T20 can be confusing or unfulfilling if you are looking for traditional cricket narratives. Yes, it has the same laws, the same equipment and the same ground dimensions, but it is still quite a different sport to the longer formats of cricket. Here are a few pointers to help you make sense of it.
Before T20, most cricket on TV was nation v nation, invoking a special connection but also a restrictive one that inhibits the enjoyment of the sport per se. Only a small percentage of T20 cricket on TV today is nation v nation. This is sport for sport's sake, and not for national pride. Chances are your connection with your favourite teams won't be geographical, but instead stylistic and player-related. If you like the way Rashid Khan plays his cricket, you could watch the Sunrisers Hyderabad in India, the Adelaide Strikers in Australia, the Sussex Sharks in England, and the Guyana Amazon Warriors in the West Indies. Your favourite contests can happen anywhere: Imran Tahir could be testing AB de Villiers' slight weakness against legspin on any continent.
It isn't cricket…
… as you knew it. Before T20 became the rage, most cricket you watched on TV was either 50 overs or Test cricket. There is a certain value you have come to attach to wickets and partnerships. By the single act of reducing overs without reducing wickets at a team's disposal, T20 has become a sport unrecognisable from that previously seen on TV. Don't watch it as a different format of cricket as you knew it; watch it as a different sport played by the same practitioners.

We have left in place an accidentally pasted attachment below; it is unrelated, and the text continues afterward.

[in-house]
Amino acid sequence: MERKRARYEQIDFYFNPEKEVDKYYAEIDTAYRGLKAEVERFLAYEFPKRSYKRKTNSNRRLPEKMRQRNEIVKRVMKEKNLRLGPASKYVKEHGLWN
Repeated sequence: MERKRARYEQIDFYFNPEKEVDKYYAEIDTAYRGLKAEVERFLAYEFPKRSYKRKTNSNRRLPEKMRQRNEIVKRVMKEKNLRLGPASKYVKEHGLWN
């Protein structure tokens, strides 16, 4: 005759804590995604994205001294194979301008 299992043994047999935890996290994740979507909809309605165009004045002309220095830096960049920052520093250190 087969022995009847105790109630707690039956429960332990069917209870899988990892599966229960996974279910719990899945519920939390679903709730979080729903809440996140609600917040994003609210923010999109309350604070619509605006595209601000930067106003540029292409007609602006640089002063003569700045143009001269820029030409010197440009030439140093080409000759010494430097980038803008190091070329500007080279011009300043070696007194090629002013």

Don't always look for cause and effect
In longer formats, the batsman mostly reacts to an action initiated by the bowler. Not in T20 cricket. There are so many wickets available to use, relative to balls bowled, that the definition of risk has changed. This is a format where, more often than not, batsmen play shots regardless of the quality of the ball delivered. It happens in other formats too, but in T20 there is a critical mass of deliveries that don't have a cause-and-effect relationship between the quality of the ball and the result achieved.
Hang on, then how do you judge the quality of the ball?
Tricky question. Sometimes a filthy, slow long hop from a spinner that gets the big hitter off strike is a good ball. Sometimes a fairly well executed yorker is a bad ball. Mostly, a bowler's field gives you an idea of what he should be bowling. If he bowls to his field, it is a good ball, never mind the result. If he doesn't, it still isn't always a bad ball.